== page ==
The Political Report – 2/15/22

A new CNN poll finds 45% of Democratic and Democratic-leaning voters wanted to see the party renominate Joe Biden in 2024, while 51% preferred a different candidate.

Across the aisle, Republican and Republican-leaning voters are about evenly split between wanting their party to nominate Donald Trump again, 50% to 49%.

A new Texas Politics Project poll finds Gov. Greg Abbott (R) leading Beto O’Rourke (D) in the Texas gubernatorial race by 47% to 37%.

“Forget history; we’re talking about future.” — Speaker Nancy Pelosi, quoted by Politico, on historical trends forecasting a bad midterm election for Democrats.

New York Times: “Mr. Thiel, who became known in 2016 as one of the biggest donors to Mr. Trump’s presidential campaign, has re-emerged as a key financier of the Make America Great Again movement. After sitting out the 2020 presidential race, the venture capitalist this year is backing 16 Senate and House candidates, many of whom have embraced the lie that Mr. Trump won the election.”

“To get these candidates into office, Mr. Thiel has given more than $20.4 million. That essentially puts him and Kenneth Griffin, the chief executive of the hedge fund Citadel, in a tie as the largest individual donors to Republican politics this election cycle.”

“What sets Mr. Thiel’s spending apart, though, is its focus on hard-right candidates who traffic in the conspiracy theories espoused by Mr. Trump and who cast themselves as rebels determined to overthrow the Republican establishment and even the broader American political order. These campaigns have raised millions in small-dollar donations, but Mr. Thiel’s wealth could accelerate the shift of views once considered fringe to the mainstream — while making himself a new power broker on the right.”

“The White House is arranging a meeting with President Joe Biden and Democratic National Committee Chair Jaime Harrison, which will come after reports of a strained relationship between the chair and the White House’s political operation,” NBC News reports.

After more than six years of Donald Trump dominating the news, it’s obvious to anyone paying attention that political news fatigue is real.  However, a new Civic Science poll finds Democrats are far more likely than Republicans to say they have felt it after the last national election.  Considering the stakes of what is going on in the country, this would appear to be the wrong time for Democrats to disengage.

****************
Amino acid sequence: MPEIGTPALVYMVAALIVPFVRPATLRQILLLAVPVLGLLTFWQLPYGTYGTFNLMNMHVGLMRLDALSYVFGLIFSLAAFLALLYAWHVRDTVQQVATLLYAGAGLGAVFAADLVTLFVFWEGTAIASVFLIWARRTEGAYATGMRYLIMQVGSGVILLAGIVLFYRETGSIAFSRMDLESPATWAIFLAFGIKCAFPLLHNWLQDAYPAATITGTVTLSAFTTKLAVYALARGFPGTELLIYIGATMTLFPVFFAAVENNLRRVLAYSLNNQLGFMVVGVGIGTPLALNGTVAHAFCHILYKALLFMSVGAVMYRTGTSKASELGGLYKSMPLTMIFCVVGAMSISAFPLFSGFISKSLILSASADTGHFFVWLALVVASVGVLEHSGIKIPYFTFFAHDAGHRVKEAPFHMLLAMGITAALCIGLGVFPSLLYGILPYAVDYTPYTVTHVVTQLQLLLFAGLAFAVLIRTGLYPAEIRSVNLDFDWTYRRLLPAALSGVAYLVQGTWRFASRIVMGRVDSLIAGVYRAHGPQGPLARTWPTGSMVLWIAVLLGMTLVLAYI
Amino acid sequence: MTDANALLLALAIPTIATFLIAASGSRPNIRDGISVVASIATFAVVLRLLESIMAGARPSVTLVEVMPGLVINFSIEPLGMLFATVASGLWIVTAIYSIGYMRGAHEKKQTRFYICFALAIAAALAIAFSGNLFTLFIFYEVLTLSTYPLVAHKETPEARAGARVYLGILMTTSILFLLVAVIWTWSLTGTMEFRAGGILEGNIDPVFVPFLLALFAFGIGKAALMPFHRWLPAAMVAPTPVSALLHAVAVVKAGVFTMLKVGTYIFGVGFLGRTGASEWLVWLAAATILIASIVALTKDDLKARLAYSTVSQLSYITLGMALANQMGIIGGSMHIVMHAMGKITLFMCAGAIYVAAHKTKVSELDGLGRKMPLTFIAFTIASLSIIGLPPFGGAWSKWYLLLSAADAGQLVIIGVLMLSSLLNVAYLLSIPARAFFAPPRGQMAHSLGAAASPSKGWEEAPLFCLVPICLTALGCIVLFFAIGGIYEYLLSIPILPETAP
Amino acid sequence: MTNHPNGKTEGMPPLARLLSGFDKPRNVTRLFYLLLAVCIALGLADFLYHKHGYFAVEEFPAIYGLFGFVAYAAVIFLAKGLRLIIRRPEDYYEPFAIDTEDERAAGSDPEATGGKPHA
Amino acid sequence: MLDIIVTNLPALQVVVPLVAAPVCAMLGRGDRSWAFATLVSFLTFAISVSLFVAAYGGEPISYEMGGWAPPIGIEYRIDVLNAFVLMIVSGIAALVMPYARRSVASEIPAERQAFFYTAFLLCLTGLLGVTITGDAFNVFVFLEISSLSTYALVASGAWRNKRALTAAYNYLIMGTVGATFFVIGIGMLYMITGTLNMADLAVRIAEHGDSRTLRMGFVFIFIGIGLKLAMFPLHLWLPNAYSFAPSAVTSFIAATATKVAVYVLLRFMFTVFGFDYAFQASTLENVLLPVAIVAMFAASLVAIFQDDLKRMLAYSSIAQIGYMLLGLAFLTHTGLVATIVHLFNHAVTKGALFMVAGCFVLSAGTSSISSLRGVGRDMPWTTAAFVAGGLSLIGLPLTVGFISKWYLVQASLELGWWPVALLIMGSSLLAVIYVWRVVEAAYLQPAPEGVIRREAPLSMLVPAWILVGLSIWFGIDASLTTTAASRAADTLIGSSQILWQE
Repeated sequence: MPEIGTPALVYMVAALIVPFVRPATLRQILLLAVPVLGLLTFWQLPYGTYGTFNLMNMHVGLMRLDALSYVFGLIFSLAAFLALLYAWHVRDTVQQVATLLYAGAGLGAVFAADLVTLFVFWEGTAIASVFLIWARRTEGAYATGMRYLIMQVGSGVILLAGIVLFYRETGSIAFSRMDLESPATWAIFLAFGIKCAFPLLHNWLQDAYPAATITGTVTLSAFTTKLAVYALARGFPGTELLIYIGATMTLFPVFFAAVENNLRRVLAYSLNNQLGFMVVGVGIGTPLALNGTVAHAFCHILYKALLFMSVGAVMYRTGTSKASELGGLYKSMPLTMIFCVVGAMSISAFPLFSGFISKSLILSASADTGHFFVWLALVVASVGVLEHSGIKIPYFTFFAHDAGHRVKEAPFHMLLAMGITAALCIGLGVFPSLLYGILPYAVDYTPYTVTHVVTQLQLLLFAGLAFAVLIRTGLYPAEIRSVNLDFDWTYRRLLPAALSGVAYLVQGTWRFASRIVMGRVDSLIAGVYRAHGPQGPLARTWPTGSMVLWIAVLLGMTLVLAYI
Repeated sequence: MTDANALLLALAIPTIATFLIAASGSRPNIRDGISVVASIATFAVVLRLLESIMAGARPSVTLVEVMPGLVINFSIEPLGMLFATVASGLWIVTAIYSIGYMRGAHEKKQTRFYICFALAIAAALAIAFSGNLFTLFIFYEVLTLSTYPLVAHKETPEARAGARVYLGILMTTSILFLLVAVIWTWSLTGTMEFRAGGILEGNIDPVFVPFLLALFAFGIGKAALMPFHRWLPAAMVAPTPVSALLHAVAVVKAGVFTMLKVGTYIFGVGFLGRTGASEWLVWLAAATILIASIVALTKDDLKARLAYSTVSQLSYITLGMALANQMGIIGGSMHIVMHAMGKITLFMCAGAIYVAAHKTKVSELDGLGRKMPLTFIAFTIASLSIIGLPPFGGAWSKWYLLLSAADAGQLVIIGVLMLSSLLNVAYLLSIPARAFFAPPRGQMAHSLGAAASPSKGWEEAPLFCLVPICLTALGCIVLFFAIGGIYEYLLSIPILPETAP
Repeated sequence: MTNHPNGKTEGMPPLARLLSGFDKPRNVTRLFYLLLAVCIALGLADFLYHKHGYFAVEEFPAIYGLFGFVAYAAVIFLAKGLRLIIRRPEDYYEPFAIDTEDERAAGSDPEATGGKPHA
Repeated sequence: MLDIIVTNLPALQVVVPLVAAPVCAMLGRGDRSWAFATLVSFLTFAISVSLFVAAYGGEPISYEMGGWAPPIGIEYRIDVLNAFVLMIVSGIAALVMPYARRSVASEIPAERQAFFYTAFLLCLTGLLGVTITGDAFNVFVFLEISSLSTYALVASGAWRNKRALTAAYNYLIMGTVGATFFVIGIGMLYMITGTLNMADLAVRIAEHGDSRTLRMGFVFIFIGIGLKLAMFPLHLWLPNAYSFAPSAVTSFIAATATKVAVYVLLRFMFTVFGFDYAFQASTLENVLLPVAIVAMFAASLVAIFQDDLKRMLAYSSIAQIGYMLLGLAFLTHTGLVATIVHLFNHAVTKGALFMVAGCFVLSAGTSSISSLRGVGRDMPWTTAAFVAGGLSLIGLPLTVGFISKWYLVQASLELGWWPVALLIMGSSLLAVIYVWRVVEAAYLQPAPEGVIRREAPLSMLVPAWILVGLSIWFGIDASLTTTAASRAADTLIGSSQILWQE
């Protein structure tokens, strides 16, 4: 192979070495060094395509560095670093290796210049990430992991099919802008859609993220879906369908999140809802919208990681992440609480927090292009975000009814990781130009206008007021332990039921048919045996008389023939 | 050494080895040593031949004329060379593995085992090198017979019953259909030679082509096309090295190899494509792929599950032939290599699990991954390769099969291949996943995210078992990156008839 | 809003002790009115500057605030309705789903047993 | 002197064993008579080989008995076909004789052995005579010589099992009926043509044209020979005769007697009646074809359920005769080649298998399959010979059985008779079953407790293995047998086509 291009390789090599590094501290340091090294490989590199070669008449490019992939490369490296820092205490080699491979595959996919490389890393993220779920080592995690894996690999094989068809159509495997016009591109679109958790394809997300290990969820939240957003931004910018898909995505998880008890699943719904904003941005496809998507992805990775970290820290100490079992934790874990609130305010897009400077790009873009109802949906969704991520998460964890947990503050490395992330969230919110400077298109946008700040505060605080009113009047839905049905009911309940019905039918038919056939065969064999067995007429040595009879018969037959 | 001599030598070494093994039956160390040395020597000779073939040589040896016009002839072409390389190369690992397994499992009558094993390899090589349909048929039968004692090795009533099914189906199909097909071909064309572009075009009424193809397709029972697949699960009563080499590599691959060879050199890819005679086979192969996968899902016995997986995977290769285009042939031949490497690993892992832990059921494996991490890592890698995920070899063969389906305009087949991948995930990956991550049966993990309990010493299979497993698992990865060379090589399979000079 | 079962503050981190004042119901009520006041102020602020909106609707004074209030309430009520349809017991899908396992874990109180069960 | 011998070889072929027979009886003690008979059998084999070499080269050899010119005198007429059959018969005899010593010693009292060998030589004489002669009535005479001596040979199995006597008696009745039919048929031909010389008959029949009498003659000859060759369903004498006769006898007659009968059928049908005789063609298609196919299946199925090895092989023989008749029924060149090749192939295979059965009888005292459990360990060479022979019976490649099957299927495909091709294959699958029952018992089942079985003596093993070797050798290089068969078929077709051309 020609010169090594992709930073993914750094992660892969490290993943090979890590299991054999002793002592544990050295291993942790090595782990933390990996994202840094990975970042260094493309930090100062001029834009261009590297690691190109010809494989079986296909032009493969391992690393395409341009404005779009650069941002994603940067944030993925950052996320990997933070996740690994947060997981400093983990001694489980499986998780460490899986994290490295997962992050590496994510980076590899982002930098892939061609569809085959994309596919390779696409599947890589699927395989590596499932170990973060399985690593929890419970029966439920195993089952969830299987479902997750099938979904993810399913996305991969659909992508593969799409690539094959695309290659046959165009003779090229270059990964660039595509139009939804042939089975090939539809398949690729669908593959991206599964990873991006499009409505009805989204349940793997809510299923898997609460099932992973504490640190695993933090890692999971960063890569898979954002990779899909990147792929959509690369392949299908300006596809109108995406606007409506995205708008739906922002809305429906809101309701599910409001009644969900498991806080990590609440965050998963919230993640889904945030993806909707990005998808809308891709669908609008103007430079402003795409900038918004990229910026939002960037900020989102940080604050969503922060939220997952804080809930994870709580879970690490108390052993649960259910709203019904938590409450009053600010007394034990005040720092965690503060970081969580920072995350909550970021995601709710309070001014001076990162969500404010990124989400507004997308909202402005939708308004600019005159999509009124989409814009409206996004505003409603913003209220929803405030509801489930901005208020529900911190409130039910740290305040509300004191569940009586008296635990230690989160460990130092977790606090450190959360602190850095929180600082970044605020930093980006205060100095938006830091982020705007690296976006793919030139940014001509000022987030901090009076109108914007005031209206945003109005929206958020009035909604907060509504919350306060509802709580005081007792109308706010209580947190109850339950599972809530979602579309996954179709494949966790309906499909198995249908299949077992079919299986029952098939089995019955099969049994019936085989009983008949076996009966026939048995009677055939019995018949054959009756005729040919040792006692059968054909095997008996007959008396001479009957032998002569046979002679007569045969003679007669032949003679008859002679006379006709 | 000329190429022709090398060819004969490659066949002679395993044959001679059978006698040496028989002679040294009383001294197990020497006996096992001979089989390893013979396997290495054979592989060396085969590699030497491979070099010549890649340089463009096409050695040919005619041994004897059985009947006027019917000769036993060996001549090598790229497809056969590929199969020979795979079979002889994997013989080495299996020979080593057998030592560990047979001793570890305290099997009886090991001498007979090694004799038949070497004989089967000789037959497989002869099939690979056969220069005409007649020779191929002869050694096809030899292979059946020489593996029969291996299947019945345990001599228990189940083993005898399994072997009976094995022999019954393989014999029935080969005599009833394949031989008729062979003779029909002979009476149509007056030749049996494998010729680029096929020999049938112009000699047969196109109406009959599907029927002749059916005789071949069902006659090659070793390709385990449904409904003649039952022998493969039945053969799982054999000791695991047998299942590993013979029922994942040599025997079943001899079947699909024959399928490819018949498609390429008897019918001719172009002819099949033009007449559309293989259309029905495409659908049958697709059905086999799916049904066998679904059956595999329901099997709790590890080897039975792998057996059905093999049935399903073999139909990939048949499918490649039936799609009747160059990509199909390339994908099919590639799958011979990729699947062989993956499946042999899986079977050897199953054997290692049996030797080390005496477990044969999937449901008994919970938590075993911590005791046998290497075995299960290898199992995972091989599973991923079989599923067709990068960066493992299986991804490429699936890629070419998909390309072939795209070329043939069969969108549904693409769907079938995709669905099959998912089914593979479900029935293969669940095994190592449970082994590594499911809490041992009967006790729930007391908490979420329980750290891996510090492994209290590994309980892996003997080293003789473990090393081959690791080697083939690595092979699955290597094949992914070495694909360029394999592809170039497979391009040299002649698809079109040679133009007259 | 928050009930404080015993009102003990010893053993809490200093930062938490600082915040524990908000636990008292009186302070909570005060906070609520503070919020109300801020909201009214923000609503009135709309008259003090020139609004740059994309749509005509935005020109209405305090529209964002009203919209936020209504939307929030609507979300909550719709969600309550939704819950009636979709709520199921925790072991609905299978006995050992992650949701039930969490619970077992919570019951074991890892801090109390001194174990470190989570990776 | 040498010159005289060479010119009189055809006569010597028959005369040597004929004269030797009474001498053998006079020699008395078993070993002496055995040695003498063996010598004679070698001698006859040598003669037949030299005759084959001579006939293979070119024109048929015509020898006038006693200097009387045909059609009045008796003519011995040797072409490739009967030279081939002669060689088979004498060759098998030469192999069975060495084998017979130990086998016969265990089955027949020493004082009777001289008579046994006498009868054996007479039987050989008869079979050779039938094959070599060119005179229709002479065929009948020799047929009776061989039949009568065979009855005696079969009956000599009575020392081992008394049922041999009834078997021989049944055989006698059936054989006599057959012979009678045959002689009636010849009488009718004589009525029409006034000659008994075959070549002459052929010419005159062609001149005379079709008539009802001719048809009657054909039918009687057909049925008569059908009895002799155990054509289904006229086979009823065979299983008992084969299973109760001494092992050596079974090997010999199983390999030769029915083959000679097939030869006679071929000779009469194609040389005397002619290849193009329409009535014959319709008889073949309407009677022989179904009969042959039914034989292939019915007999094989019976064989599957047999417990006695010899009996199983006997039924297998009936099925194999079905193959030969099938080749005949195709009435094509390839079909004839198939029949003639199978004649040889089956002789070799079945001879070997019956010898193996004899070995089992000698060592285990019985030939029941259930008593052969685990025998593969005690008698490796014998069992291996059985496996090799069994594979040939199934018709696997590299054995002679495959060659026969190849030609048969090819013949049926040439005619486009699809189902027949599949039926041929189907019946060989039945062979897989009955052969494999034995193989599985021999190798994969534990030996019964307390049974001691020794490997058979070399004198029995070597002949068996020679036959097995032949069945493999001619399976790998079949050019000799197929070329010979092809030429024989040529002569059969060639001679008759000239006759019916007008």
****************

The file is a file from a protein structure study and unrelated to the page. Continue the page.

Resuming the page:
Dan Balz: “Democrats piled on the criticism of the RNC, but this was a sideshow to their main challenge of trying to persuade voters to look more favorably on Biden and themselves in the hope that they could turn around their midterm fortunes. For all that it said about the Republicans — and it said plenty about a party that has been caught in the undertow of the former president’s lies and obsessions — the RNC controversy offered only minimal opportunity to Democrats as a campaign issue.”

“Many political strategists say the RNC’s censure resolution is not top-of-mind for voters. It remains an inside-the-Beltway issue that has not and likely will not break through to the typical voter. This is important because of what it signifies for the Republicans, but there’s scant evidence that it’s going to move many general election voters.”

Said GOP pollster Neil Newhouse: “It’s a national pundit kind of story. It’s not a story that average voters care about.”

Former President Donald Trump pushed back on recent reports that his influence within the Republican party is waning, The Hill reports.

Trump insisted that the power of his endorsement in races up and down the ballot “is much stronger today than it was even prior to” the 2020 presidential election.

He added: “I am almost unblemished in the victory count, and it is considered by the real pollsters to be the strongest endorsement in U.S. political history.”

OHIO U.S. SENATOR. “Donald Trump has a new fixation: a Major League Baseball scion who hails from one of the country’s richest families — and who, unlike most other Republican Senate candidates, isn’t bowing to the former president,” Politico reports.

“During meetings, phone calls and impromptu chats, Trump has been peppering top aides and allies with questions about Matt Dolan, a wealthy Ohio Republican who accused the former president of ‘perpetuating lies about the outcome’ of the 2020 election and called the pro-Trump Jan. 6 Capitol riot ‘a failure of leadership.’”

The Republican firm co/efficient has released the very first survey of the May primary that wasn’t done on behalf of a candidate or allied group, and it shows businessman Mike Gibbons leading former state Treasurer Josh Mandel 20-18, with state Sen. Matt Dolan in third with 7%; former state party chair Jane Timken takes 6%, while venture capitalist J.D. Vance grabs fifth with 5%.

Gibbons, who badly lost the 2018 primary for Ohio’s other Senate seat, also has dropped a Cygnal poll giving him a wider 23-11 edge over Mandel, which is a huge improvement from the 16-13 edge the firm gave him two weeks ago,

Vance’s allies at Protect Ohio Values, meanwhile, are going up with their first TV spot since mid-November, a move that come days after Politico reported that the Peter Thiel-funded group’s own polls showed that “Vance needs a course correction ASAP that will resolidify him as a true conservative.” The commercial seeks to do that with clips of the candidate attacking “elites” and concludes with footage of Fox host Tucker Carlson telling him, “You’ve really, I think, understand what’s gone wrong with the country.”

ALABAMA U.S. SENATOR. Former Business Council of Alabama head Katie Boyd Britt’s new ad for the May Republican primary is centered around her opposition to abortion.

NEW YORK GOVERNOR. Westchester County Executive George Latimer, who previously backed Attorney General Tish James during her abortive six-week campaign for governor, has now thrown his support behind Democratic incumbent Kathy Hochul.